Environmental sequence data of microbial communities now makes up the majority of public genomic information. The assignment of a function to sequences from these metagenomic sources is challenging because organisms associated with the data are often uncharacterized and not cultivable. To overcome these challenges, we created a rationally designed expression library of metagenomic proteins covering the sequence space of the thioredoxin superfamily. This library of 100 individual proteins represents more than 22,000 thioredoxins found in the Global Ocean Sampling data set. We screened this library for the functional rescue of Escherichia coli mutants lacking the thioredoxin-type reductase (ΔtrxA), isomerase (ΔdsbC), or oxidase (ΔdsbA). We were able to assign functions to more than a quarter of our representative proteins. The in vivo function of a given representative could not be predicted by phylogenetic relation but did correlate with the predicted isoelectric surface potential of the protein. Selected proteins were then purified, and we determined their activity using a standard insulin reduction assay and measured their redox potential. An unexpected gel shift of protein E5 during the redox potential determination revealed a redox cycle distinct from that of typical thioredoxin-superfamily oxidoreductases. Instead of the intramolecular disulfide bond formation typical for thioredoxins, this protein forms an intermolecular disulfide between the attacking cysteines of two separate subunits during its catalytic cycle. Our functional metagenomic approach proved not only useful to assign in vivo functions to representatives of thousands of proteins but also uncovered a novel reaction mechanism in a seemingly well-known protein superfamily.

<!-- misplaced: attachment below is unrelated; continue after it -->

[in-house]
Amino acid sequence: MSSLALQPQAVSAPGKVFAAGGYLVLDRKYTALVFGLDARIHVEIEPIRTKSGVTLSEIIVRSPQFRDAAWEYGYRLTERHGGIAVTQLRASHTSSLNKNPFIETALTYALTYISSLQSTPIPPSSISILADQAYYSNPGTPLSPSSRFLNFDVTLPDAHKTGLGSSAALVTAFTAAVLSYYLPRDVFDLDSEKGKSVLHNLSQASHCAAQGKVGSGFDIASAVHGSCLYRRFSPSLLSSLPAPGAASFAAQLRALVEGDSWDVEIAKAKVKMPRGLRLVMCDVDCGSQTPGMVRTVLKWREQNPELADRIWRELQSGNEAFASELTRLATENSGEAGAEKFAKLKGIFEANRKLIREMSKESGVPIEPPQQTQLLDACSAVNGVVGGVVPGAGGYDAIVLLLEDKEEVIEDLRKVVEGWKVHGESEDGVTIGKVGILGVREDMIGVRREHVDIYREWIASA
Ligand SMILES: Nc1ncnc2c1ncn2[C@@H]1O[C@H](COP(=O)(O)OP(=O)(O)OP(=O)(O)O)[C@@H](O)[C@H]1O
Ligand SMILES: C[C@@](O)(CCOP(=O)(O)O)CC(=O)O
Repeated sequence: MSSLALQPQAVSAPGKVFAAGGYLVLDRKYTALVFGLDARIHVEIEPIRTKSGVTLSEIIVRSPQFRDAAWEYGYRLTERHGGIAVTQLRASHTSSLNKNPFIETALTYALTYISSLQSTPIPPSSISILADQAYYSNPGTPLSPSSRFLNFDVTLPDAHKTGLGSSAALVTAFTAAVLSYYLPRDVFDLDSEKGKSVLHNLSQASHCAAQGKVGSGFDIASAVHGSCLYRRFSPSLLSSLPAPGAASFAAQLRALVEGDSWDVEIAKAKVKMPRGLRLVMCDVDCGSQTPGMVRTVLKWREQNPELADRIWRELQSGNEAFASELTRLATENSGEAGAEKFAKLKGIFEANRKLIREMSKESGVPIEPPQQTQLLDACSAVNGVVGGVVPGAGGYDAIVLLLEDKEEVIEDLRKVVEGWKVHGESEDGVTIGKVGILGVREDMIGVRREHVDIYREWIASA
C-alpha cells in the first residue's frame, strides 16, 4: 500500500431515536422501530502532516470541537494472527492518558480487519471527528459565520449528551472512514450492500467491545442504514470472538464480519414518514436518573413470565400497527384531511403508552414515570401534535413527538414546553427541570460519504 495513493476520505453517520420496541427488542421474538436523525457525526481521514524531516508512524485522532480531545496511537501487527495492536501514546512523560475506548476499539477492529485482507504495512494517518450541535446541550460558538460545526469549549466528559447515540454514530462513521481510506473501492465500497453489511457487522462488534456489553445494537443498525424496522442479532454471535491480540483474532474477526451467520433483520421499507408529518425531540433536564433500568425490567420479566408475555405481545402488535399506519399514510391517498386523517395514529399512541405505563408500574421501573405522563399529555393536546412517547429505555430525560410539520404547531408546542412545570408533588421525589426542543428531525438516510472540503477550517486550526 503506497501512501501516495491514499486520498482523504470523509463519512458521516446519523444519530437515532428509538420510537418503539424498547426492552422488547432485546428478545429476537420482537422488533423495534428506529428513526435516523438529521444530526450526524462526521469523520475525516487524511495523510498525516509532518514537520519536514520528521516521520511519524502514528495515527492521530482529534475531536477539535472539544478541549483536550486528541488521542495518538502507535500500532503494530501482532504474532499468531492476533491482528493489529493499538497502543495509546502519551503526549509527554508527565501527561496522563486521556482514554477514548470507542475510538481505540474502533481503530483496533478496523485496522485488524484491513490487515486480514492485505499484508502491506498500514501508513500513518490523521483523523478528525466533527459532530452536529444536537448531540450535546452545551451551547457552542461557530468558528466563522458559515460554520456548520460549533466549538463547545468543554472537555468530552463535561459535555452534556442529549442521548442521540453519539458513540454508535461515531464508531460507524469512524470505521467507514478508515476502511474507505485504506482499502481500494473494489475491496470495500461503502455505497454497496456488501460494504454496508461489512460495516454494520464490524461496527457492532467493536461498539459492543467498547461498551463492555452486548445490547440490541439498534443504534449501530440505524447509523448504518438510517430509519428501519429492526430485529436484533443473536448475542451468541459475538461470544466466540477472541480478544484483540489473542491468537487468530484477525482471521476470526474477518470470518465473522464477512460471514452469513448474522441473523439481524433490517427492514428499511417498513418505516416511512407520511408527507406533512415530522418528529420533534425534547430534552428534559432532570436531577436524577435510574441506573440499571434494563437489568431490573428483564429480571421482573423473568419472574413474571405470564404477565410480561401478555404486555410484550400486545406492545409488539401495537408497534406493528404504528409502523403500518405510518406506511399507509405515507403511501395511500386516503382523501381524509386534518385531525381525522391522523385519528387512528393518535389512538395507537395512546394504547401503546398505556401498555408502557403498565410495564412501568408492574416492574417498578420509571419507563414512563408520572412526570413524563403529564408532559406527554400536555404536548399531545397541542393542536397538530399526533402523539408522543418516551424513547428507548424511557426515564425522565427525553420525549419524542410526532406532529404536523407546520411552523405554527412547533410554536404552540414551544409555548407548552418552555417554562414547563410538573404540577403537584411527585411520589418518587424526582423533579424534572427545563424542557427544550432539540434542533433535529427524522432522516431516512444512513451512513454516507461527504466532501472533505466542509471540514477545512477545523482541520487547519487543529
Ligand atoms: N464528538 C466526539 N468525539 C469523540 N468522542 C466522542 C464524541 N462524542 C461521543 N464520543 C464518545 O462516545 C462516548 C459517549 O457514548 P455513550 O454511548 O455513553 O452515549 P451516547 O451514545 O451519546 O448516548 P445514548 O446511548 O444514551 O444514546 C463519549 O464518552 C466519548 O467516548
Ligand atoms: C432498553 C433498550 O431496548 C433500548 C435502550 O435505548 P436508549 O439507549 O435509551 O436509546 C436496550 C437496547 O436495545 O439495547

Keywords: DsbA; DsbC; Escherichia coli (E. coli); TrxA; oxidase; protein disulfide isomerase; reductase; thiol; thiol-disulfide oxidoreductase; thioredoxin.
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